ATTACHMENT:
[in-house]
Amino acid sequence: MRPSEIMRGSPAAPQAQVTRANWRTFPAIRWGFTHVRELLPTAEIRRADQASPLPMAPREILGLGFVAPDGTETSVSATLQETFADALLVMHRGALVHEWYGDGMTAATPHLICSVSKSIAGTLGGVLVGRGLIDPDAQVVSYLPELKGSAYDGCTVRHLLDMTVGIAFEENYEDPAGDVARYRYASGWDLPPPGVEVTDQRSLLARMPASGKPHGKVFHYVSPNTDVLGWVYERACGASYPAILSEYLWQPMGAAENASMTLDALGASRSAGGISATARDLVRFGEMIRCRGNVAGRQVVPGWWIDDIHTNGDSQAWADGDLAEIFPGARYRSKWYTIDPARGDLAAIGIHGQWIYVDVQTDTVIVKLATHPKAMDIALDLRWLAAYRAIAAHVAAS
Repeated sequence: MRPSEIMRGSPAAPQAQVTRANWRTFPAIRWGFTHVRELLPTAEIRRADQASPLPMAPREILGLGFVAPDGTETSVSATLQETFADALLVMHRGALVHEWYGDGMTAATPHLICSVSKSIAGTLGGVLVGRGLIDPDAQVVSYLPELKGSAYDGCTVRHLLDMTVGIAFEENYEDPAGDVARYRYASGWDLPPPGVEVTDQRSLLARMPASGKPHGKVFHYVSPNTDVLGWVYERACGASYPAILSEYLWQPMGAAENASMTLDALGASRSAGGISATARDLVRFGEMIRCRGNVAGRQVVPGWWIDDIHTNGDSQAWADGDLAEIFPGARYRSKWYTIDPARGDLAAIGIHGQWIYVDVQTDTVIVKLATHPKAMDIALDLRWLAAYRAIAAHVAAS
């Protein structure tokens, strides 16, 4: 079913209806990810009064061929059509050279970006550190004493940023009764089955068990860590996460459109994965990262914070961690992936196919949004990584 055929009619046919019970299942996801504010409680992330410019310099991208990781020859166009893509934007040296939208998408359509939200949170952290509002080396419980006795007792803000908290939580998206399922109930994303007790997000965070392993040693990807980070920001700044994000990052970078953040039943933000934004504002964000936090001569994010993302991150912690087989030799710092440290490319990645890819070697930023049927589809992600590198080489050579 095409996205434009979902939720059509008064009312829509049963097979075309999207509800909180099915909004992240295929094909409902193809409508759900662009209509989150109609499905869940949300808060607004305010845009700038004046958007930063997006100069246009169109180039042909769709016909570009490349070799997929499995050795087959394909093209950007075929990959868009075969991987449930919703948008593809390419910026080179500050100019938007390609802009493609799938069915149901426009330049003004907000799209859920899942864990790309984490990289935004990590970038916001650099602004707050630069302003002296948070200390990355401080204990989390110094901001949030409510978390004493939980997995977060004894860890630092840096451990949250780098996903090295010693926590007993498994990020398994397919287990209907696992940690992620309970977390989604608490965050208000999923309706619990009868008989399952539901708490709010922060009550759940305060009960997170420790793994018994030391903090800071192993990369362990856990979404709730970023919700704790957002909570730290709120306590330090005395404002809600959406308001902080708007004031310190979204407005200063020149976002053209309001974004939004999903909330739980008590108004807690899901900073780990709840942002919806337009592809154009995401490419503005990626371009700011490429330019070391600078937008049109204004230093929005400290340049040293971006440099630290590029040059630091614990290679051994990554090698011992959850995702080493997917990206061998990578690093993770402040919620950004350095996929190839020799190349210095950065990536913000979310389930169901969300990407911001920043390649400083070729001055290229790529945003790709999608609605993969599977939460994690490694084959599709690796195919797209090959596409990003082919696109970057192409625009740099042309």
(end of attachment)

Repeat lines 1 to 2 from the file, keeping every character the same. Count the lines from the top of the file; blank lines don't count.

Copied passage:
[in-house]
Amino acid sequence: MRPSEIMRGSPAAPQAQVTRANWRTFPAIRWGFTHVRELLPTAEIRRADQASPLPMAPREILGLGFVAPDGTETSVSATLQETFADALLVMHRGALVHEWYGDGMTAATPHLICSVSKSIAGTLGGVLVGRGLIDPDAQVVSYLPELKGSAYDGCTVRHLLDMTVGIAFEENYEDPAGDVARYRYASGWDLPPPGVEVTDQRSLLARMPASGKPHGKVFHYVSPNTDVLGWVYERACGASYPAILSEYLWQPMGAAENASMTLDALGASRSAGGISATARDLVRFGEMIRCRGNVAGRQVVPGWWIDDIHTNGDSQAWADGDLAEIFPGARYRSKWYTIDPARGDLAAIGIHGQWIYVDVQTDTVIVKLATHPKAMDIALDLRWLAAYRAIAAHVAAS